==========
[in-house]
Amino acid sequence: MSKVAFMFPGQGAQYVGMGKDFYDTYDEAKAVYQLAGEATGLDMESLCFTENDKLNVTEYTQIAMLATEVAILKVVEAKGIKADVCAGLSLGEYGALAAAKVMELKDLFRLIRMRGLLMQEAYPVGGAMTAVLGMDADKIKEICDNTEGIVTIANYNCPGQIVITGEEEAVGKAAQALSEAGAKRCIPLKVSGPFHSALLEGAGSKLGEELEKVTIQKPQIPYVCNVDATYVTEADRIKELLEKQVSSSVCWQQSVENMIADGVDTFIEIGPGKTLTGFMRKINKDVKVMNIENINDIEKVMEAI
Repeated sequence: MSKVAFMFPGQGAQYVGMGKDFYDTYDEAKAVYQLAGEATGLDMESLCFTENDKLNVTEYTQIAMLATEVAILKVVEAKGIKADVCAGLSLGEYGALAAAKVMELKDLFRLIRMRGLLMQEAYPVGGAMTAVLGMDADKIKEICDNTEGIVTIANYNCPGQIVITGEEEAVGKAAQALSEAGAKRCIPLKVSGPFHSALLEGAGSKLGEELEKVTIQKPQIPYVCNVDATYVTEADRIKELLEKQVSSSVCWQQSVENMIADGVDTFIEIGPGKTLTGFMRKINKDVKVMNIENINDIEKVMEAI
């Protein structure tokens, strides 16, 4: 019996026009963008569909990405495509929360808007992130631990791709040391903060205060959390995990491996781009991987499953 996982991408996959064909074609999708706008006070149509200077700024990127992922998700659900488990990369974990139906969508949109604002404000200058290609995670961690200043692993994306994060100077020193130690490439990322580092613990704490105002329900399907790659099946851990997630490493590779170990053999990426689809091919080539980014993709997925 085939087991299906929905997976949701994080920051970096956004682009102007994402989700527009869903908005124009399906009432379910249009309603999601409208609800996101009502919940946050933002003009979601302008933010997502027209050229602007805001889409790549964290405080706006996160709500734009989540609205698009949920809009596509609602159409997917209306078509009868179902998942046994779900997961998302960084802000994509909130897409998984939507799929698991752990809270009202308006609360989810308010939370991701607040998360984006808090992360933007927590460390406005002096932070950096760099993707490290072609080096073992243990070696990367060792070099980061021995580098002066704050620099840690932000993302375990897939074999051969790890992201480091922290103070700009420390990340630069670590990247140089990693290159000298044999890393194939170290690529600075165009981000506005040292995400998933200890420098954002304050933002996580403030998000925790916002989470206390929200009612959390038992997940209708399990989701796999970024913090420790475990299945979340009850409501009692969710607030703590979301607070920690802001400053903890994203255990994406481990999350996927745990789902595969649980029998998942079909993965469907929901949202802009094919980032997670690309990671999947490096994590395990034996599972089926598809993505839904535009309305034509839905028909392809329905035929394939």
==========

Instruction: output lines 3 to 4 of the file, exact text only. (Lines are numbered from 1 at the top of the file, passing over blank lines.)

Repeated sequence: MSKVAFMFPGQGAQYVGMGKDFYDTYDEAKAVYQLAGEATGLDMESLCFTENDKLNVTEYTQIAMLATEVAILKVVEAKGIKADVCAGLSLGEYGALAAAKVMELKDLFRLIRMRGLLMQEAYPVGGAMTAVLGMDADKIKEICDNTEGIVTIANYNCPGQIVITGEEEAVGKAAQALSEAGAKRCIPLKVSGPFHSALLEGAGSKLGEELEKVTIQKPQIPYVCNVDATYVTEADRIKELLEKQVSSSVCWQQSVENMIADGVDTFIEIGPGKTLTGFMRKINKDVKVMNIENINDIEKVMEAI
């Protein structure tokens, strides 16, 4: 019996026009963008569909990405495509929360808007992130631990791709040391903060205060959390995990491996781009991987499953 996982991408996959064909074609999708706008006070149509200077700024990127992922998700659900488990990369974990139906969508949109604002404000200058290609995670961690200043692993994306994060100077020193130690490439990322580092613990704490105002329900399907790659099946851990997630490493590779170990053999990426689809091919080539980014993709997925 085939087991299906929905997976949701994080920051970096956004682009102007994402989700527009869903908005124009399906009432379910249009309603999601409208609800996101009502919940946050933002003009979601302008933010997502027209050229602007805001889409790549964290405080706006996160709500734009989540609205698009949920809009596509609602159409997917209306078509009868179902998942046994779900997961998302960084802000994509909130897409998984939507799929698991752990809270009202308006609360989810308010939370991701607040998360984006808090992360933007927590460390406005002096932070950096760099993707490290072609080096073992243990070696990367060792070099980061021995580098002066704050620099840690932000993302375990897939074999051969790890992201480091922290103070700009420390990340630069670590990247140089990693290159000298044999890393194939170290690529600075165009981000506005040292995400998933200890420098954002304050933002996580403030998000925790916002989470206390929200009612959390038992997940209708399990989701796999970024913090420790475990299945979340009850409501009692969710607030703590979301607070920690802001400053903890994203255990994406481990999350996927745990789902595969649980029998998942079909993965469907929901949202802009094919980032997670690309990671999947490096994590395990034996599972089926598809993505839904535009309305034509839905028909392809329905035929394939």